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His Return to the Majors

He thought his playing days were over. His students knew better. Jim Morris shares his inspiring story of his big comeback.

Jim Morris' inspiring story of making a baseball comeback

Has there ever been something that you were sure you were meant to do? I wanted to be a pitcher. From the time I was four years old I used to lie in bed at night and dream about playing baseball in the big leagues.

After years of sandlot games, Little League, high school and college ball, I got my shot in 1983 when the Milwaukee Brewers organization picked me in the first round of the draft.

But after a year of pitching in their minor-league system I developed a pain in my throwing arm. I had elbow-reconstruction surgery. I spent all of the 1986 season warming the bench. The next year I threw in just four games, and had to have surgery on my shoulder, which also sidelined me in 1988.

Then, during spring training in 1989, I was tossing a few balls to loosen up when I felt something give in my shoulder. I’d popped a ligament. I was only 25 years old and my career was over. I never even made it to the Show—what ballplayers call the majors.

I went back home to Texas, where my wife, Lorri, and I talked a lot about what I’d do next. We decided that if I couldn’t pitch, I’d finish college and get certified to become a schoolteacher. I had another surgery, to remove a three-inch bone spur from my shoulder. For the first time in years my left arm was pain-free, and I realized, Maybe I can’t play at the level I used to, but I can still be part of the game. So I started coaching here and there, and even got back on the mound to toss batting practice.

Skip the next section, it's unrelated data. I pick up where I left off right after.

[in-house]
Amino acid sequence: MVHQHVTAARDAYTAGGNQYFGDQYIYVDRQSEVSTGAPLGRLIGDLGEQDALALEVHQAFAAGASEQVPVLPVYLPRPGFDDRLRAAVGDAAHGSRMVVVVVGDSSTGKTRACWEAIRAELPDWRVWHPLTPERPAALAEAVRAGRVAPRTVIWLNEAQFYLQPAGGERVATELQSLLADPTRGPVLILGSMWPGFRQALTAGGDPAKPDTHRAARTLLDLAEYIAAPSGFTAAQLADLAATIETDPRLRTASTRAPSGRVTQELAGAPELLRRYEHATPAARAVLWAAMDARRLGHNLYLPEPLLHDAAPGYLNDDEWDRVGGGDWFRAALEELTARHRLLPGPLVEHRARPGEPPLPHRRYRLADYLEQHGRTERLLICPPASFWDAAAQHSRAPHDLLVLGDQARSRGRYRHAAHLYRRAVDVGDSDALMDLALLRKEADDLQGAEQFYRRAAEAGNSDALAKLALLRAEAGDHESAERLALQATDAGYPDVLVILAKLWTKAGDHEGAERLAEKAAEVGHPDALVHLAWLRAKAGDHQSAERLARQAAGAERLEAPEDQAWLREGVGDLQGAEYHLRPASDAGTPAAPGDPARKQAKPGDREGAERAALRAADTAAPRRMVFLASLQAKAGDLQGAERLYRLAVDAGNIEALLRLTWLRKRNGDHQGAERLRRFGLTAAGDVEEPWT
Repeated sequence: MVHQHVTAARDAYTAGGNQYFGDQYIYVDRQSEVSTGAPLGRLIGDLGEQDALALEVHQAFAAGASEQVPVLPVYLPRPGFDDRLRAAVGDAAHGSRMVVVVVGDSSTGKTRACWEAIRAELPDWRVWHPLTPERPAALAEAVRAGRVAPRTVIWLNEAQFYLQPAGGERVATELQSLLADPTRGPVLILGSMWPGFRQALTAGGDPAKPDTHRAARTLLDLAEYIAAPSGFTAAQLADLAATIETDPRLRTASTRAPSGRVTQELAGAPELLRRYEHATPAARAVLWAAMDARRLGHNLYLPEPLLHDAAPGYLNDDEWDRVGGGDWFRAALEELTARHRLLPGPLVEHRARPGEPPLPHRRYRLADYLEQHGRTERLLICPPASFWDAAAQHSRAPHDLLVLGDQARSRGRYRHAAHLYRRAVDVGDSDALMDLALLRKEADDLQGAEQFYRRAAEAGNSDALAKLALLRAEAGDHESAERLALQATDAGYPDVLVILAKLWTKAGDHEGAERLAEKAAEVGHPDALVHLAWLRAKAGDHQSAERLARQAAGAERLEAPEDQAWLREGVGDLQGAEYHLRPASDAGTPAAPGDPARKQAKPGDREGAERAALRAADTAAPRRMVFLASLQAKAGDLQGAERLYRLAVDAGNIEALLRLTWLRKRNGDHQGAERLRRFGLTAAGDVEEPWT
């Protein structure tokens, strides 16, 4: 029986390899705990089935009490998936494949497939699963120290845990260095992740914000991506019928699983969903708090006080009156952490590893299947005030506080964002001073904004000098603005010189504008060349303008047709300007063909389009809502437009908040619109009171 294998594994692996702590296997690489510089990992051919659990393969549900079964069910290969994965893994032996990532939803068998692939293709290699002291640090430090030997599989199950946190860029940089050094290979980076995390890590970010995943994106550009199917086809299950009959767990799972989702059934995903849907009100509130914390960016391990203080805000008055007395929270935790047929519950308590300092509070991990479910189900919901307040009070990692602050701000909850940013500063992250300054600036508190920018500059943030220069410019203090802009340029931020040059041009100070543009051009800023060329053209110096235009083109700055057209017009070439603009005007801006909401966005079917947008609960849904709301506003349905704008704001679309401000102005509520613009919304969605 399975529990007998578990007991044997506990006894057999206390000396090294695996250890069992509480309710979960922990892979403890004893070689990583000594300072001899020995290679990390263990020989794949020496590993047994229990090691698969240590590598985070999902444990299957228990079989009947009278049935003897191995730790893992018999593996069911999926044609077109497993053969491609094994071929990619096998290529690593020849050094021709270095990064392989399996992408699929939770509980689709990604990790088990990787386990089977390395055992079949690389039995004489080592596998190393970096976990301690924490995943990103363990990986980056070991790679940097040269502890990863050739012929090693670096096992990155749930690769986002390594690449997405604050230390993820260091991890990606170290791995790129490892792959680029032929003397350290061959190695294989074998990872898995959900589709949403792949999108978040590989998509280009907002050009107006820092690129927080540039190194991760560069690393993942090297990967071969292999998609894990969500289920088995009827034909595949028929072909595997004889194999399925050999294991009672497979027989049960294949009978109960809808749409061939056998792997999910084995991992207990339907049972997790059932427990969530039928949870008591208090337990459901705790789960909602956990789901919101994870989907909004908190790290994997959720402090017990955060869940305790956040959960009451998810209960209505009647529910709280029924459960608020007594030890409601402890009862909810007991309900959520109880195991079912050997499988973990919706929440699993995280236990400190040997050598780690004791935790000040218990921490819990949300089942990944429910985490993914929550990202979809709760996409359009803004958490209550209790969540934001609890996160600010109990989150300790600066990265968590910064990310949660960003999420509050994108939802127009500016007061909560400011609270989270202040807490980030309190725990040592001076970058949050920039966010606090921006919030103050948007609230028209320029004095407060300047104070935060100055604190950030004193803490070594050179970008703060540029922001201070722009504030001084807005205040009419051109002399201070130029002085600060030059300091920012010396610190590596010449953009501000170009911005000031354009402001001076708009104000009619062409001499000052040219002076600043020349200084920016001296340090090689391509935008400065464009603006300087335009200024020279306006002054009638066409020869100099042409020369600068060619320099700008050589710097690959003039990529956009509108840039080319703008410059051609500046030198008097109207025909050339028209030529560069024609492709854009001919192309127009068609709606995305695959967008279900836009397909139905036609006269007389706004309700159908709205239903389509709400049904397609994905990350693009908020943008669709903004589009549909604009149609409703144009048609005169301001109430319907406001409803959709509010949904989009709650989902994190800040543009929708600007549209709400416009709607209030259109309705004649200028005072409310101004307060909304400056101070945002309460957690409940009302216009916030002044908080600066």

That’s how I ended up at Reagan County High School, teaching science—and coaching the baseball team. I had my work cut out for me. The Reagan County Owls had only three wins in each of the previous three years. Still, where some coaches might’ve seen the Bad News Bears, I saw a potential all-star team. The guys just needed to work harder, and hear some encouragement.

Whenever the team lost, it was tough for them to bounce back. But one of the reasons I became a coach was to help kids overcome tests like that. My own baseball days had taught me plenty about facing challenges.

One day in April of 1998 I’d put the team through a tough workout, then sat them down on the outfield grass to have a talk. “Believe me, guys, I know how hard it is,” I said as I looked at their sweaty, tired faces. “But you can’t let up just because of that. You need to set goals and stick to them.” A few boys nodded, and I continued. “It’s fine to dream, even better to dream big. You’ve got to work and pray hard to achieve as much as you can, while you can.”

One of my pitchers piped up. “What about you, Coach? What about your dreams?” he asked. “Don’t you still want to play in the big leagues?”
I chuckled. “I gave that dream up a long time ago,” I told them. “I got married, became a teacher, had kids. Now I’m here coaching you. And I don’t regret any of it. I’m right where the Lord wants me.”